We're now less than a week away from the World Cup. But as the tournament approaches, host nation Brazil continues to see demonstrations that threaten to disrupt the world's most popular sporting event.
Subway workers in Sao Paulo went on strike Thursday and Friday, bringing the city to a halt. In footage soccer's governing body FIFA would rather the world not see, police in Brazil fired tear gas and stun grenades at protesters. Three of the city's five lines were disrupted, adding to congestion on the city's already busy roads and making travel difficult for those seeing Brazil's last warm-up match before the big tournament. (Via BBC, Sky News)
The subway strike, just one of many anti-government demonstrations that have dogged Brazil in the run-up to the World Cup, is expected to continue through the weekend. (Via Euronews)
There has been criticism about Brazil's $11.5 billion spending in preparation for the tournament and questions about whether the country will be ready for kickoff.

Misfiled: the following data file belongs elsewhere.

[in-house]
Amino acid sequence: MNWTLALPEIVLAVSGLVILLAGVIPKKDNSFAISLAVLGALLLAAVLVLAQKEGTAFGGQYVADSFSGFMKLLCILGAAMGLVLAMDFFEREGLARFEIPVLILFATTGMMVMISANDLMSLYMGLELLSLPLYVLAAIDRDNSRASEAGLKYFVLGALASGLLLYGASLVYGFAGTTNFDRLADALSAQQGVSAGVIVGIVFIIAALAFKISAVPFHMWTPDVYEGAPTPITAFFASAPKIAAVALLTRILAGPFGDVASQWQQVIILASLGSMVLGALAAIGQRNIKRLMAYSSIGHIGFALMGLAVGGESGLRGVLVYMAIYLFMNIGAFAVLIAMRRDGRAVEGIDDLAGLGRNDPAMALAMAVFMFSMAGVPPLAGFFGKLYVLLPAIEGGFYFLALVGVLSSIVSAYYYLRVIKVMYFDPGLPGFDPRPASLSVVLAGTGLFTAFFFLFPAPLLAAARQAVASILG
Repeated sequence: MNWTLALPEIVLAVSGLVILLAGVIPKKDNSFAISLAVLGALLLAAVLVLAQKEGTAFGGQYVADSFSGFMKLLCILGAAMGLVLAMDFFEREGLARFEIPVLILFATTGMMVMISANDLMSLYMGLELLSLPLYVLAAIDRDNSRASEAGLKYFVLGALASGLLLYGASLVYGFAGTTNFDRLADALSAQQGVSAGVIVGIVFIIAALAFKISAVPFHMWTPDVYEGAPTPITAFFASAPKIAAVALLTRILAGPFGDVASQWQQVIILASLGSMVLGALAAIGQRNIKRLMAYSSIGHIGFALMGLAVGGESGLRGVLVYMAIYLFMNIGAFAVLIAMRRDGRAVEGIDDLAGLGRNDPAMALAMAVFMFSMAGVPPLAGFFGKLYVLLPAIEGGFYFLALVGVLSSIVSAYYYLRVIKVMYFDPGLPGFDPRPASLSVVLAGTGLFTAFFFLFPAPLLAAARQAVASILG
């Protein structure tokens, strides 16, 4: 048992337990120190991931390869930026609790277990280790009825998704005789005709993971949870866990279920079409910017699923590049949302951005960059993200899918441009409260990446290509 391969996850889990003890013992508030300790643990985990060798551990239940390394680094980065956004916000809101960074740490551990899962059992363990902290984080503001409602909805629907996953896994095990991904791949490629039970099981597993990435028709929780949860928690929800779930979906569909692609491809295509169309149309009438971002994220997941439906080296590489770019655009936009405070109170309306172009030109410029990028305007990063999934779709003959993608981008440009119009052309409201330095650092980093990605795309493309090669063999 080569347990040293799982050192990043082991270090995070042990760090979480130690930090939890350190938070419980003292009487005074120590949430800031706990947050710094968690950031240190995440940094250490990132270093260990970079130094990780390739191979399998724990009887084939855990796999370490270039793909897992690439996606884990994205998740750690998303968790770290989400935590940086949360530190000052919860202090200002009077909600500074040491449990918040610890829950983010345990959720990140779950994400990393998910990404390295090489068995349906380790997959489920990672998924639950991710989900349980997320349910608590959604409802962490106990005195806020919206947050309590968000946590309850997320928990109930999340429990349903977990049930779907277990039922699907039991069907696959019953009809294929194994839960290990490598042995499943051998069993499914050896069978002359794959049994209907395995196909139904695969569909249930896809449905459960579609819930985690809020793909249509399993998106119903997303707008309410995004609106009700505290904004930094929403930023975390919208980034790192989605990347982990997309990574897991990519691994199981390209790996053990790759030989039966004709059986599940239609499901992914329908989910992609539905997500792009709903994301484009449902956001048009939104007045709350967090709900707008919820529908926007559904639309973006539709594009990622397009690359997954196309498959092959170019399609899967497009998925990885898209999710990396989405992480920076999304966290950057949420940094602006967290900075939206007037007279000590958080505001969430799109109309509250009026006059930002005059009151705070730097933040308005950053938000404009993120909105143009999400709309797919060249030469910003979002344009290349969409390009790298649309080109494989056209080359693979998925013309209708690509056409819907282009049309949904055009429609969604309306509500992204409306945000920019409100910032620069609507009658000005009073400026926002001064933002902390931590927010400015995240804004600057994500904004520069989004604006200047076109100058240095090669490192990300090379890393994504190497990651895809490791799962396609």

If the government can't close a deal with the subway workers' union, or force their hand with a labor court ruling, the result could spell chaos for the host nation as travel would become difficult, if not impossible, for the Cup's spectators. (Via CNN)
But major demonstrations ahead of a World Cup isn't a problem unique to Brazil.
Construction and transportation workers in South Africa leveraged the 2010 World Cup for better wages and other concessions from authorities. Despite those strikes, and other criticisms about stadium and infrastructure delays similar to what Brazil is seeing this year, that tournament went on without any major setbacks. (Via NDTV, FIFA)
While protesters in Brazil denounce World Cup spending as excessive, The Wall Street Journal cites a report that shows overall spending as making up a relatively small portion of the Brazilian economy's overall planned infrastructure spending.
"According to Moody’s Investors Service ... The roughly $11.5 billion in spending on transportation projects, stadiums and other Cup-related projects represents just 0.7% of planned investment in Brazil between 2010 to 2014. ... even if some local governments’ World Cup spending runs over budget by 100%, they’ll still stay within their 2014 revenues."
The World Cup kicks off June 12 with the host nation set to take on Croatia in Sao Paulo.